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The Proper Lighting for Reading

proper lighting for readingHaving the proper lighting for reading will help you maintain the health of your eyes. Ensure that the type of light
you use, the angle of the light fixture, and the brightness of the light allow you to read without straining
your eyes.

Effects of Inadequate Lighting

Reading in improper lighting can give you headaches, cause your eyes to feel strained,
and even cause vision to deteriorate. Harsh lighting, such as fluorescent lighting, causes
some people to suffer from migraines. These problems can get worse over time.


Using a personal lamp with a bendable neck will help you to read more comfortably. A
flexible lamp allows you to angle the light to exactly where you need it, while reducing
glare. It usually provides better lighting than overhead lights, while also conserving
energy by not requiring you to light up the entire room. Many experts agree that most
people should use a 100-watt lamp for reading. If this feels uncomfortable to you, ask
your eye doctor what may work better.

New Technology

NASA played a role in developing a new bulb to provide better reading light, says the
article "Save Sight with More Light" on the PsychCentral website. It has a frosty finish to
minimize glare, and scientists believe it may help to alleviate some eye problems such as
macular degeneration, says the article. This bulb, called the Eye Saver, provides 40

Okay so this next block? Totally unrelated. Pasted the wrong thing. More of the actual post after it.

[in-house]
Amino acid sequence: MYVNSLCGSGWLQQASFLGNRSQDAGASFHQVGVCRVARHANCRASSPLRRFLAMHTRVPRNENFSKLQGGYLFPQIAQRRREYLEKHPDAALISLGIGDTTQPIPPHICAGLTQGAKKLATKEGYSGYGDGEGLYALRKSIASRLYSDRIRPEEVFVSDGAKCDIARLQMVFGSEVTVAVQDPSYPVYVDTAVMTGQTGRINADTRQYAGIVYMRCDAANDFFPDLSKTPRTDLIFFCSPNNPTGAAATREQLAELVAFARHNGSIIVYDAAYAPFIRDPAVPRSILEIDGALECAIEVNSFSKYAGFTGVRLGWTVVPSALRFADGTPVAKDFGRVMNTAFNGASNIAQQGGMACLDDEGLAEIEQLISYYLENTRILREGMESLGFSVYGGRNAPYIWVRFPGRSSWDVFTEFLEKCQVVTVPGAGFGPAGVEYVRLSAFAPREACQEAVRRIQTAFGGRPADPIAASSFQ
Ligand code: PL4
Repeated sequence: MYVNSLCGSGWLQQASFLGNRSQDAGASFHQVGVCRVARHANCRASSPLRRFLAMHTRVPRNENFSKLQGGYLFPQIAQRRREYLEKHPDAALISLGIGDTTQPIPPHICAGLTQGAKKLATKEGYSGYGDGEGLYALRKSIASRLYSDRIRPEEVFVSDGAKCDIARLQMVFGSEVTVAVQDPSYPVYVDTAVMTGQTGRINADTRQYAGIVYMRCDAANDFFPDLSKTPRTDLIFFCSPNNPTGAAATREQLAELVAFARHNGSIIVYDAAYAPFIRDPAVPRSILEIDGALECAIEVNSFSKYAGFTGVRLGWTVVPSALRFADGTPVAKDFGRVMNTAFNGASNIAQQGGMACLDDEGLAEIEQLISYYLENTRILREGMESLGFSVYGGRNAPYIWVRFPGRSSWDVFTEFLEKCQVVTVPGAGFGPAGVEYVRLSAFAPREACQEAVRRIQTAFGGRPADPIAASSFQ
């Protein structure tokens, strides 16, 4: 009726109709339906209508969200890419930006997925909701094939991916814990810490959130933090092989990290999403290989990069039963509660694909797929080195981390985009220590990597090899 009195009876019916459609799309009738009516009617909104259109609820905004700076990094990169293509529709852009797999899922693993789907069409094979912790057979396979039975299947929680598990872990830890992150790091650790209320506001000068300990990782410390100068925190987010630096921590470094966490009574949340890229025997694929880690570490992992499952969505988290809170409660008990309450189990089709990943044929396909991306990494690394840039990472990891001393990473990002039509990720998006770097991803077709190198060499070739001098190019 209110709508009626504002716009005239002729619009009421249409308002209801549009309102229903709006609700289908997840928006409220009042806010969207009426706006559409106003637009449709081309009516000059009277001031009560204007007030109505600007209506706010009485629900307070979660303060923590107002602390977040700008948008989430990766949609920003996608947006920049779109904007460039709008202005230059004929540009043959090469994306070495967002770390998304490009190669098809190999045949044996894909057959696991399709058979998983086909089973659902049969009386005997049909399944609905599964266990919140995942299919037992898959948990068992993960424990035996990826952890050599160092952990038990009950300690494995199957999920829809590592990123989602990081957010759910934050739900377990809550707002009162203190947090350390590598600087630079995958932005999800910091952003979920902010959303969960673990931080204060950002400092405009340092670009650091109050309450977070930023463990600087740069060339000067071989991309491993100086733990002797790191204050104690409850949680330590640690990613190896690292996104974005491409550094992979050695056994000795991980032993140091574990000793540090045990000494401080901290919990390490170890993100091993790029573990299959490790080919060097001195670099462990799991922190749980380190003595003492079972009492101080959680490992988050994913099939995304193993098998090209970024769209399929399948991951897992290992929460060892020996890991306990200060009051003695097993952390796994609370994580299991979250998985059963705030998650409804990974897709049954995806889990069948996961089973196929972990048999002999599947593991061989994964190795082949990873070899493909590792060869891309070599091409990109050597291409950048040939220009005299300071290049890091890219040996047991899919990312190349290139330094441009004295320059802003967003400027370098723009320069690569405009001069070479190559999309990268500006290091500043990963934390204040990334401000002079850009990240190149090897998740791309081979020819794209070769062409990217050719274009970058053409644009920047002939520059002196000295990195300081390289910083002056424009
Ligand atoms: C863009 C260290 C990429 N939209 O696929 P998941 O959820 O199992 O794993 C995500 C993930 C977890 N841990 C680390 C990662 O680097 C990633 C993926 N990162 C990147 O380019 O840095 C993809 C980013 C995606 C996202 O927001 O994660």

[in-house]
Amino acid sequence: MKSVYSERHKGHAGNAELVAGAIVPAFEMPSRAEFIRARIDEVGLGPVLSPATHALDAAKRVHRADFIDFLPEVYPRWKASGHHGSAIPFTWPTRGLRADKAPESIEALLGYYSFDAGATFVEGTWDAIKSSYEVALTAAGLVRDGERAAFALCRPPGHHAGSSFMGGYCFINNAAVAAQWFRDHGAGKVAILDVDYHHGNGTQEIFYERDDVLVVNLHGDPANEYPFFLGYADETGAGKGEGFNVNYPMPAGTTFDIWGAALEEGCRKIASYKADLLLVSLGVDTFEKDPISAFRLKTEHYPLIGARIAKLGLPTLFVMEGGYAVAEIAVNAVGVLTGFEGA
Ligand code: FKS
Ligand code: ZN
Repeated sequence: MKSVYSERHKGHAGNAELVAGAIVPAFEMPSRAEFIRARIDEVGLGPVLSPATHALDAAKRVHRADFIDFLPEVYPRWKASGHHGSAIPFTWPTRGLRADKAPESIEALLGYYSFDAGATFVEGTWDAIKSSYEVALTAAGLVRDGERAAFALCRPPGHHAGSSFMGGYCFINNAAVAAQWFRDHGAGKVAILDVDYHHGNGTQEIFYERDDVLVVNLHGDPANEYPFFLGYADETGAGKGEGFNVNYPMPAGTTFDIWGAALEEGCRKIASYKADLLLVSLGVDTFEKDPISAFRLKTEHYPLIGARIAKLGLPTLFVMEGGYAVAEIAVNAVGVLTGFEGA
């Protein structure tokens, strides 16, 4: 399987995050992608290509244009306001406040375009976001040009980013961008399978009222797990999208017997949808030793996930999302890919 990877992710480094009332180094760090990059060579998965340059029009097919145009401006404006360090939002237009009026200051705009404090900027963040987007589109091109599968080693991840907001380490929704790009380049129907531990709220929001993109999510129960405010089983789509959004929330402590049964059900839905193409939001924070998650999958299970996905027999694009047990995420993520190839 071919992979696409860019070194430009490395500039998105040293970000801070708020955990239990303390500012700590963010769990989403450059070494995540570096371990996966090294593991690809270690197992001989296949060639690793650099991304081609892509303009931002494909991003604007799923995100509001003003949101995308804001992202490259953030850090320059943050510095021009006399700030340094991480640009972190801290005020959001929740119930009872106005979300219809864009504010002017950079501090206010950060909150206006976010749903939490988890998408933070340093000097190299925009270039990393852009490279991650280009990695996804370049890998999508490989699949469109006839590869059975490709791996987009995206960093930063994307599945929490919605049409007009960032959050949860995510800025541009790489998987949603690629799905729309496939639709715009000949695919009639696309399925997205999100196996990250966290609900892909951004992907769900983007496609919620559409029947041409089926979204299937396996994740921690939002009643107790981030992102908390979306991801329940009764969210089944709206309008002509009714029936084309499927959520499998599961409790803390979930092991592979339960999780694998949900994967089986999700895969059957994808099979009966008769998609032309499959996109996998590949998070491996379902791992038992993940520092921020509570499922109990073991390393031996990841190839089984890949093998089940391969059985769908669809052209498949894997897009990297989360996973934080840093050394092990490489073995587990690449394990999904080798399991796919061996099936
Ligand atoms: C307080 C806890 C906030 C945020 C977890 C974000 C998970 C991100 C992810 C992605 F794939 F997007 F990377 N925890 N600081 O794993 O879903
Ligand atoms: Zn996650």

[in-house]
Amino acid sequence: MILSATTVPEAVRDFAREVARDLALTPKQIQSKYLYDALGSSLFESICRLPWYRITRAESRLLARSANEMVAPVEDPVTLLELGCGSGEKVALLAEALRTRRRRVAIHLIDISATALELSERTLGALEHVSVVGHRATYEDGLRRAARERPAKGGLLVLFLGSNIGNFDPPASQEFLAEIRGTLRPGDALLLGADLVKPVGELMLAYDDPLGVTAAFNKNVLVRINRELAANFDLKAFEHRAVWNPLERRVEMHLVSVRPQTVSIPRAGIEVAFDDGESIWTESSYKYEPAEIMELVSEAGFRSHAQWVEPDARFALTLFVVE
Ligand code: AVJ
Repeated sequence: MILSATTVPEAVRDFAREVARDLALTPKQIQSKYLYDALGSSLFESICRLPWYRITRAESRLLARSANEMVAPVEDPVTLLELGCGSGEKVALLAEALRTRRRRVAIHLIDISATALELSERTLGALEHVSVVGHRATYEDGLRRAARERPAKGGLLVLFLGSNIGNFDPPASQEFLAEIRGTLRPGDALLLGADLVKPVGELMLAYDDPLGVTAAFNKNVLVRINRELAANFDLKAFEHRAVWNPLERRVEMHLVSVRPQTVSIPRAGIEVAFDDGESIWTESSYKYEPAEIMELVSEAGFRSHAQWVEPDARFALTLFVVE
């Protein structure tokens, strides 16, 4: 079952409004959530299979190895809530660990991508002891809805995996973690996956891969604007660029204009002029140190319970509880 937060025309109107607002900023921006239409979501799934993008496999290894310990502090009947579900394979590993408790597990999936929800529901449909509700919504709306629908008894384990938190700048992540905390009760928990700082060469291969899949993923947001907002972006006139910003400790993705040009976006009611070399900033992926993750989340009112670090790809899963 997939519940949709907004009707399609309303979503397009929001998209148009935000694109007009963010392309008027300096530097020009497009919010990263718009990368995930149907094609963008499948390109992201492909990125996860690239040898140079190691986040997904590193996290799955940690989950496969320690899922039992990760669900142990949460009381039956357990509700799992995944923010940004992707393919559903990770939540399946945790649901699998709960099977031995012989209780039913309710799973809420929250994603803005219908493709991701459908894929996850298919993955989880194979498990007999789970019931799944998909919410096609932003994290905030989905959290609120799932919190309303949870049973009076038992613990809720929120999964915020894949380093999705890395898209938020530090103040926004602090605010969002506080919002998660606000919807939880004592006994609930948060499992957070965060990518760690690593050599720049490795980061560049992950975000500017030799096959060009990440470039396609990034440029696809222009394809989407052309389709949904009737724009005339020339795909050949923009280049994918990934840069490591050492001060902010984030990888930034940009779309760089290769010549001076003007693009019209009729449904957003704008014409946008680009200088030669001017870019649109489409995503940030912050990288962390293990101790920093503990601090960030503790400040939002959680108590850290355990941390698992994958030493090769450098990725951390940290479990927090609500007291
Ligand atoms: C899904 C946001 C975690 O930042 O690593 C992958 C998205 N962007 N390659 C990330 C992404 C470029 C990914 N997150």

percent more surface light than the standard incandescent bulb, the article notes, helping
to prevent potential eye problems as well.
As LED lights are becoming more popular for their longevity, many people are using
them as reading lamps as well. These types of lights come in many different strengths, so
test them to find out what works well for you. Be aware that their light may gradually
fade over time, and replace the batteries when the light starts to grow dimmer.

What to Avoid

Fluorescent lights are the worst form, Leo Angart says in his book, "Improve Your
Eyesight Naturally: Easy, Effective, See Results Quickly." They put forth a distorted
spectrum of light (producing less red and blue violet) and often flicker. Even if you work
in an office with fluorescent light, says Angart, you can reduce strain on your eyes by
using an incandescent or halogen desk lamp.
Also, reading from a computer, or any screen with a glare, can give you what doctors
now term Computer Vision Syndrome, says the Total Vision Care website. The constant
shifting of pixels on the screen strains your eyes, says the website, which provides
information about addressing this condition. You may want to avoid reading from a
computer whenever possible during your leisure time as well.


No matter how old or young you are, or whether you currently have any vision problems,
ensuring the best lighting conditions will keep your eyes as healthy as possible. You'll
make reading more enjoyable, too, by minimizing the strain on your eyes.

By Valerie Madison

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